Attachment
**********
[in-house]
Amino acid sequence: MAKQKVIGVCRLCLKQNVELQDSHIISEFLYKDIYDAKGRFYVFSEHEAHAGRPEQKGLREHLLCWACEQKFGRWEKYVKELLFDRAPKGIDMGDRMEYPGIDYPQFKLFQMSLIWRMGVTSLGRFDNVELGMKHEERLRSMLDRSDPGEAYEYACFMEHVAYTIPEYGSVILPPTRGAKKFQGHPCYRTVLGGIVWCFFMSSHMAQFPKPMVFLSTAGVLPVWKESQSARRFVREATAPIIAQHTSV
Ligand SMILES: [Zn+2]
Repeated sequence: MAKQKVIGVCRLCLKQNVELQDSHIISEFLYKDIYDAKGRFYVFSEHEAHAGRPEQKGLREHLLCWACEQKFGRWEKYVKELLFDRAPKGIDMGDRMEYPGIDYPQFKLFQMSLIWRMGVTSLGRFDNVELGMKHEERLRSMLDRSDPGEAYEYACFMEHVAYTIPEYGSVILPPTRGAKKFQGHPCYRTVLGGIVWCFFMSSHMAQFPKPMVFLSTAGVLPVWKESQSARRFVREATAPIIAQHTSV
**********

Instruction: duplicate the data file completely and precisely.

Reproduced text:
[in-house]
Amino acid sequence: MAKQKVIGVCRLCLKQNVELQDSHIISEFLYKDIYDAKGRFYVFSEHEAHAGRPEQKGLREHLLCWACEQKFGRWEKYVKELLFDRAPKGIDMGDRMEYPGIDYPQFKLFQMSLIWRMGVTSLGRFDNVELGMKHEERLRSMLDRSDPGEAYEYACFMEHVAYTIPEYGSVILPPTRGAKKFQGHPCYRTVLGGIVWCFFMSSHMAQFPKPMVFLSTAGVLPVWKESQSARRFVREATAPIIAQHTSV
Ligand SMILES: [Zn+2]
Repeated sequence: MAKQKVIGVCRLCLKQNVELQDSHIISEFLYKDIYDAKGRFYVFSEHEAHAGRPEQKGLREHLLCWACEQKFGRWEKYVKELLFDRAPKGIDMGDRMEYPGIDYPQFKLFQMSLIWRMGVTSLGRFDNVELGMKHEERLRSMLDRSDPGEAYEYACFMEHVAYTIPEYGSVILPPTRGAKKFQGHPCYRTVLGGIVWCFFMSSHMAQFPKPMVFLSTAGVLPVWKESQSARRFVREATAPIIAQHTSV